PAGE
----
I think it is by realizing that nothing we have on this earth is worth more than God’s Kingdom that we become the poor in spirit.  We are to live with life-joy and satisfaction in God’s favour and salvation, regardless of our outward conditions and dwell in the knowledge that nothing we may have is worth more than the kingdom of God.

When we think of possessions, undoubtably we think of things like our homes and cars, or our televisions and computers.  But what about our families?  Our health?  Our careers and reputations?  Our possessions are anything and everything we hold valuable and it is only by faith that we can put that into the hands of God and trust him to manage our accounts.

We are selfish creatures.  Media and peers bombard us with messages contrary to the will of God: buy, expand, bigger is better.  But a preoccupation with hoarding up earthly treasures makes little practical sense.  Making eternal investments are much more profitable.  “For where your treasure is, there your heart will be also.” (Matthew 6:21) so, “do not store up for yourself treasures on earth, where moth and rust destroy, and thieves break in and steal.  But store up for yourself treasures in heaven, where neither moth nor rust destroys and where thieves do not break in or steal.”  (Matthew 6:19-20)

This is not to say that God doesn’t celebrate our good fortune along with us.  I believe He does.  I believe He wants us to succeed, to strive, and to be “good stewards” of our money without loving it.  And this may be the hardest thing he asks of us.

A rich man was near death, and was saddened because he had worked so hard for his money, and he wanted to take it with him to heaven. So, he began to pray that he might be able to take some of his wealth along. An angel heard his plea and appeared to him. “Sorry,” the angel said, “but you can’t take your wealth with you.”

The man implored the angel to speak to God to see if He might make an allowance. The man continued to pray that his wealth could follow him.

The angel reappeared and informed the man that God had decided to allow him to take one small case with him. Overjoyed, the man fetched his small executive attache case, filled it with pure gold bars, and placed it beside his bed. Soon afterward he died and showed up at the gates of heaven to be greeted by St. Peter.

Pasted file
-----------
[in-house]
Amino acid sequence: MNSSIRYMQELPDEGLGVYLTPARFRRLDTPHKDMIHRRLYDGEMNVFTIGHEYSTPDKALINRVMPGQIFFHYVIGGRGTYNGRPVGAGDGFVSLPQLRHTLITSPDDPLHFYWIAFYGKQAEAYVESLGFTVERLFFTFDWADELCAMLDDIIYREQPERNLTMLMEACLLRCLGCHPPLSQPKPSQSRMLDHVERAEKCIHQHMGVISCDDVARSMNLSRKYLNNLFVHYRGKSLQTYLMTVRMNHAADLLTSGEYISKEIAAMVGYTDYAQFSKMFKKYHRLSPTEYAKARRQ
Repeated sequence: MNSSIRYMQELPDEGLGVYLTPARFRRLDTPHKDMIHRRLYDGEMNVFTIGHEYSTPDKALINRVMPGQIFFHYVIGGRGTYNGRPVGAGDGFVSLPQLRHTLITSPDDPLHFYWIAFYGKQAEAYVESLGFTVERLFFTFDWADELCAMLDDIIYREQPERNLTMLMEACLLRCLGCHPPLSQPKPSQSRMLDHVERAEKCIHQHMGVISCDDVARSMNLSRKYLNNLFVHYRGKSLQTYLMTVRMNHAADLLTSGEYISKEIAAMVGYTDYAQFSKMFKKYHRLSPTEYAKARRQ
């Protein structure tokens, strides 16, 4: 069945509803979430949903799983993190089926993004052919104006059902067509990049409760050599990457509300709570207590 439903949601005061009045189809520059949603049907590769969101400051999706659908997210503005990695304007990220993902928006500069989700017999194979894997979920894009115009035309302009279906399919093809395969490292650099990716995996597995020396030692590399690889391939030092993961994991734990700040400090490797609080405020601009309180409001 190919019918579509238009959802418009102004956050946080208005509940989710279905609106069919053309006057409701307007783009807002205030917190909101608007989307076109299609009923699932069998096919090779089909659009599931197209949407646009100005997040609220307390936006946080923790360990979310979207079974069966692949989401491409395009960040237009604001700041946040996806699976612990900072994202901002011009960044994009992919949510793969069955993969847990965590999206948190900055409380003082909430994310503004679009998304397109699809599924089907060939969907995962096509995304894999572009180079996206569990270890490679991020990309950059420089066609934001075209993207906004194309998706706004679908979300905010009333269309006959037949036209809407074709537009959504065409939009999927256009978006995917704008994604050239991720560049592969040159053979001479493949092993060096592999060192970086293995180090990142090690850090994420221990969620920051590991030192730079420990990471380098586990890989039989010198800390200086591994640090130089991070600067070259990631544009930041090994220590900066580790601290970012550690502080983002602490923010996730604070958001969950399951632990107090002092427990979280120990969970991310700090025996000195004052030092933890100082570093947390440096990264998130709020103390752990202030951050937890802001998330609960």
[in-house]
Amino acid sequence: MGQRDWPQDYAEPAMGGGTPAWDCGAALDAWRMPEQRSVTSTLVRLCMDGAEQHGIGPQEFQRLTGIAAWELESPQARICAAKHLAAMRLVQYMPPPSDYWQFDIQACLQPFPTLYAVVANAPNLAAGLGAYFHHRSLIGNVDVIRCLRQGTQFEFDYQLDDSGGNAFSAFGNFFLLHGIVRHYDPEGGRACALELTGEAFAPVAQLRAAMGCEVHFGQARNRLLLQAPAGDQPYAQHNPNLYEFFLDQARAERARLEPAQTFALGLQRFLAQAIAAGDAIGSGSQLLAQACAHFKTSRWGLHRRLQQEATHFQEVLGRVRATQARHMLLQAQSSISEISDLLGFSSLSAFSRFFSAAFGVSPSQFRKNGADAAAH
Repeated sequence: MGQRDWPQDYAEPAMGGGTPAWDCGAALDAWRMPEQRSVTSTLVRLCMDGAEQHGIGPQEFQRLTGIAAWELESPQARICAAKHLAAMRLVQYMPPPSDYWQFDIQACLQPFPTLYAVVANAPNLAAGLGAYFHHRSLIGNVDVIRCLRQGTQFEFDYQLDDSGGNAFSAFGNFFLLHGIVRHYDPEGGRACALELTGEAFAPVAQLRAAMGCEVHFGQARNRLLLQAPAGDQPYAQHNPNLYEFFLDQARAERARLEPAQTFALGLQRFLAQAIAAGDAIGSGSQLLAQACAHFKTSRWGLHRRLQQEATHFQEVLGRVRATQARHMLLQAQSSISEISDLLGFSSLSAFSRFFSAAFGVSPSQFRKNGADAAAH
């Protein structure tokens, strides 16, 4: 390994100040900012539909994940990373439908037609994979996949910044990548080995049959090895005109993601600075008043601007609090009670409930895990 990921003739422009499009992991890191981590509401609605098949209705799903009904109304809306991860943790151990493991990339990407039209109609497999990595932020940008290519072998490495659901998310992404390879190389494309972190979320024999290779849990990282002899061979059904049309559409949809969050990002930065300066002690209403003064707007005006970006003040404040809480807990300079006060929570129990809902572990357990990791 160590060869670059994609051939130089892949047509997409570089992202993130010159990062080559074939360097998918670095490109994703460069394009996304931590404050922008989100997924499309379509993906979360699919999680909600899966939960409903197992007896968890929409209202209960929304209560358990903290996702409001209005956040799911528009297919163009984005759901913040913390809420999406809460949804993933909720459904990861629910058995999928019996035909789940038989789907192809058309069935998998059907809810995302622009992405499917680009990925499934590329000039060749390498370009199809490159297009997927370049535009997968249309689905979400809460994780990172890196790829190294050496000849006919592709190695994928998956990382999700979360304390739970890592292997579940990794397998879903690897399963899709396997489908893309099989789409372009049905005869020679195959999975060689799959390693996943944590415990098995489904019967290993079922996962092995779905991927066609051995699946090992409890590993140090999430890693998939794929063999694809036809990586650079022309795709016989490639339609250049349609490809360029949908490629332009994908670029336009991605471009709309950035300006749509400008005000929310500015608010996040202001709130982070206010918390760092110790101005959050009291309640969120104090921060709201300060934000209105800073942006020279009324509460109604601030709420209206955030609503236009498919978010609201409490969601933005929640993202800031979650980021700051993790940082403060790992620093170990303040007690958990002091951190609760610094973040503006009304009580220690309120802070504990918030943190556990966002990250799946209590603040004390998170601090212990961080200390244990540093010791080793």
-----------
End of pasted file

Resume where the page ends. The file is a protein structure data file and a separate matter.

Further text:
But St. Peter, seeing the attache case, said, “Hold on, you can’t bring that in here!”

The man explained to St. Peter that he had permission, and asked him to verify his story with God.

St. Peter checked and came back saying, “You’re right. You are allowed one item of hand-luggage, but I’m supposed to check its contents before letting it through.”

He opened the attache case and stared at the amount of gold bars in shock. After a moment, St. Peter looked up and said,

“Of all the things you had to bring …why did you bring pavement?  (

I like my home.  I like my car.  I like my toys.  I like the job security both my husband and I have.  But what if it was taken?  Would I remain strong like Job or crumple in my own despair?  Would I blame God and shake my fist in anger or would I have a servants heart and pray, “Thy will be done”?  Would I scramble to rebuild my shattered life or would I dwell in God’s presence free from all those physical distractions, trusting Him to provide?  The truth is, I don’t know.  I’ve lived a comfortable, blessed, untested life and for that I’m incredibly thankful.  I hope, that if the time ever comes, I will be one who is blessed in poor spirit, and finds joy in the knowledge of God’s salvation for with less of me there is more of God.

Alanna Rusnak shares her life with her husband, three children, and a cat she’s trying hard not to love.  She has attended HMC for her entire life and been on staff since 2003, currently fulfilling the role of Creative Communications.  You can find her over at her own blog, SelfBinding Retrospect.